Issue #189, Oct. 27, 2011

Articles

Goin’ Surfin’ ... in Wisconsin

yes, we have a freshwater surfing scene – thanks to the Great Lakes

by Heidi Kraemer

Above: A beach along Lake Michigan in Sheboygan, WI plays host to the annual freshwater surfing event The Dairyland Surf Classic, as well as providing regular “breaks” for surfers.
 
A beach along Lake Michigan in Sheboygan, WI plays host to the annual freshwater surfing event The Dairyland Surf Classic, as well as providing regular “breaks” for surfers.

When you think of surfing, what comes to mind? Perhaps white-sand beaches, swaying palm trees, tropical flowers, huge ocean swells, and Point Break? How about potlucks, Cheeseheads, and the chilly, freshwater shores of our very own Lake Michigan? Thought you had to buy a plane ticket or move cross-country to be a surfer? Well you thought wrong. I was just as shocked as anyone to learn that we have our very own growing surf culture right here in Wisconsin: the so- called, “Malibu of the Midwest.”

Lake Michigan stretches out at 310 miles long and 110 miles wide, holding 22,440 square miles of fresh water and lots of waves. That’s not just a lake: that’s an inland ocean (minus the sharks and jellyfish). Surfers have been boarding the waves of Lake Michigan, but in 1988 Larry “Longboard” Williams and his twin brother Lee “Waterflea” Williams brought the sport into the public eye by creating The Dairyland Surf Classic. This annual Labor Day weekend event offers paddle relays, competitions, and, of course, lots of freshwater surfing.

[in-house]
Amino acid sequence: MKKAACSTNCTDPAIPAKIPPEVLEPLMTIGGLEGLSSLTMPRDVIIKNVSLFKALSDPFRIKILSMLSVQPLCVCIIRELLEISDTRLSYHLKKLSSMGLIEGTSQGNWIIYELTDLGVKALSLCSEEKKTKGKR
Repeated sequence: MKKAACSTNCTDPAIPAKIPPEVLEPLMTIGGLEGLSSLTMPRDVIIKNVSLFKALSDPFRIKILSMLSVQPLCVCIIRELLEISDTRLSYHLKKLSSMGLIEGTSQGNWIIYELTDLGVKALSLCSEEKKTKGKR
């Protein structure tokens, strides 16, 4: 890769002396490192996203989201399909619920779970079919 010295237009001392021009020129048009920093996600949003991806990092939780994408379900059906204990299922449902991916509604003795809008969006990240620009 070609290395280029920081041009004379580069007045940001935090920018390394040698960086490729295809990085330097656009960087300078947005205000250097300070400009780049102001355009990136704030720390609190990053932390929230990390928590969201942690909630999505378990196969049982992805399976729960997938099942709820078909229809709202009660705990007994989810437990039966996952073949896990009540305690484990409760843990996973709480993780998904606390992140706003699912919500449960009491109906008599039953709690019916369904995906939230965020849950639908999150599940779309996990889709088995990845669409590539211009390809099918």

The event takes place at Lake Michigan’s premier place to surf: Sheboygan, land of the bratwurst. Sheboygan County juts out five miles into Lake Michigan with average winds of about 15-25 miles per hour. The wind acts like ocean tides, sculpting waves along Sheboygan’s five-mile stretch of premier surfing beach with 22 “breaks” (permanent obstruction in the water like a sandbar that causes waves to break). There is one infamous break thats difficulty has earned it the name “the Mount Everest of freshwater surfing.” 

Surfers don’t get bored here. Wind conditions can whip up waves and flatten them within minutes. Storms kick up open water swells around 24 feet or more. On top of that, freshwater is much less buoyant than saltwater which poses new challenges. These conditions attract surfers from all over the world, along with the beer and cheese.